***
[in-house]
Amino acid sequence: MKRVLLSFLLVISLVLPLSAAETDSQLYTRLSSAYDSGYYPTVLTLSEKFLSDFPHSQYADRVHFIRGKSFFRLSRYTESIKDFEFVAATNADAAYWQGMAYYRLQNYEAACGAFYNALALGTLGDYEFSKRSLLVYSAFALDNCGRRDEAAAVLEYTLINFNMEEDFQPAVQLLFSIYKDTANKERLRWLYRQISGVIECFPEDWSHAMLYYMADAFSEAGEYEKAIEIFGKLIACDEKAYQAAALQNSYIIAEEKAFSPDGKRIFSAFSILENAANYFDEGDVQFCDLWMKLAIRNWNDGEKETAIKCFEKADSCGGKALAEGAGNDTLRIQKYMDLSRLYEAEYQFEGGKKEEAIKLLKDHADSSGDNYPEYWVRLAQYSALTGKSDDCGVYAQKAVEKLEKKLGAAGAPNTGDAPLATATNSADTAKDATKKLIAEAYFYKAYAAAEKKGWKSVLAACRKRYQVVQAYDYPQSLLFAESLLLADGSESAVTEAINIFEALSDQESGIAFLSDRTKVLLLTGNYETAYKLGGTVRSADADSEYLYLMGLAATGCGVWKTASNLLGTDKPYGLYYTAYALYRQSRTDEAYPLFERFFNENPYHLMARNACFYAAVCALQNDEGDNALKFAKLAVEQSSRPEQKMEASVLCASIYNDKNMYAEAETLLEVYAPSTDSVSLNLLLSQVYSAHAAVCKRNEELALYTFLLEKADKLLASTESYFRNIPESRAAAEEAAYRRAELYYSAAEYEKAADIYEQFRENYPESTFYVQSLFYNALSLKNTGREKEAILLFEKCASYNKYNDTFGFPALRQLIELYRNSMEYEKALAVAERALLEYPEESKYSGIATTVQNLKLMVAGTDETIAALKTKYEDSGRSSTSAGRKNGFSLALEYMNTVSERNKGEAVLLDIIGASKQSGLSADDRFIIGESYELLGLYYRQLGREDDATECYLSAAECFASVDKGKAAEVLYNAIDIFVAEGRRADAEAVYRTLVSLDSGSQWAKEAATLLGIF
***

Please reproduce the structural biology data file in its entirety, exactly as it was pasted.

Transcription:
[in-house]
Amino acid sequence: MKRVLLSFLLVISLVLPLSAAETDSQLYTRLSSAYDSGYYPTVLTLSEKFLSDFPHSQYADRVHFIRGKSFFRLSRYTESIKDFEFVAATNADAAYWQGMAYYRLQNYEAACGAFYNALALGTLGDYEFSKRSLLVYSAFALDNCGRRDEAAAVLEYTLINFNMEEDFQPAVQLLFSIYKDTANKERLRWLYRQISGVIECFPEDWSHAMLYYMADAFSEAGEYEKAIEIFGKLIACDEKAYQAAALQNSYIIAEEKAFSPDGKRIFSAFSILENAANYFDEGDVQFCDLWMKLAIRNWNDGEKETAIKCFEKADSCGGKALAEGAGNDTLRIQKYMDLSRLYEAEYQFEGGKKEEAIKLLKDHADSSGDNYPEYWVRLAQYSALTGKSDDCGVYAQKAVEKLEKKLGAAGAPNTGDAPLATATNSADTAKDATKKLIAEAYFYKAYAAAEKKGWKSVLAACRKRYQVVQAYDYPQSLLFAESLLLADGSESAVTEAINIFEALSDQESGIAFLSDRTKVLLLTGNYETAYKLGGTVRSADADSEYLYLMGLAATGCGVWKTASNLLGTDKPYGLYYTAYALYRQSRTDEAYPLFERFFNENPYHLMARNACFYAAVCALQNDEGDNALKFAKLAVEQSSRPEQKMEASVLCASIYNDKNMYAEAETLLEVYAPSTDSVSLNLLLSQVYSAHAAVCKRNEELALYTFLLEKADKLLASTESYFRNIPESRAAAEEAAYRRAELYYSAAEYEKAADIYEQFRENYPESTFYVQSLFYNALSLKNTGREKEAILLFEKCASYNKYNDTFGFPALRQLIELYRNSMEYEKALAVAERALLEYPEESKYSGIATTVQNLKLMVAGTDETIAALKTKYEDSGRSSTSAGRKNGFSLALEYMNTVSERNKGEAVLLDIIGASKQSGLSADDRFIIGESYELLGLYYRQLGREDDATECYLSAAECFASVDKGKAAEVLYNAIDIFVAEGRRADAEAVYRTLVSLDSGSQWAKEAATLLGIF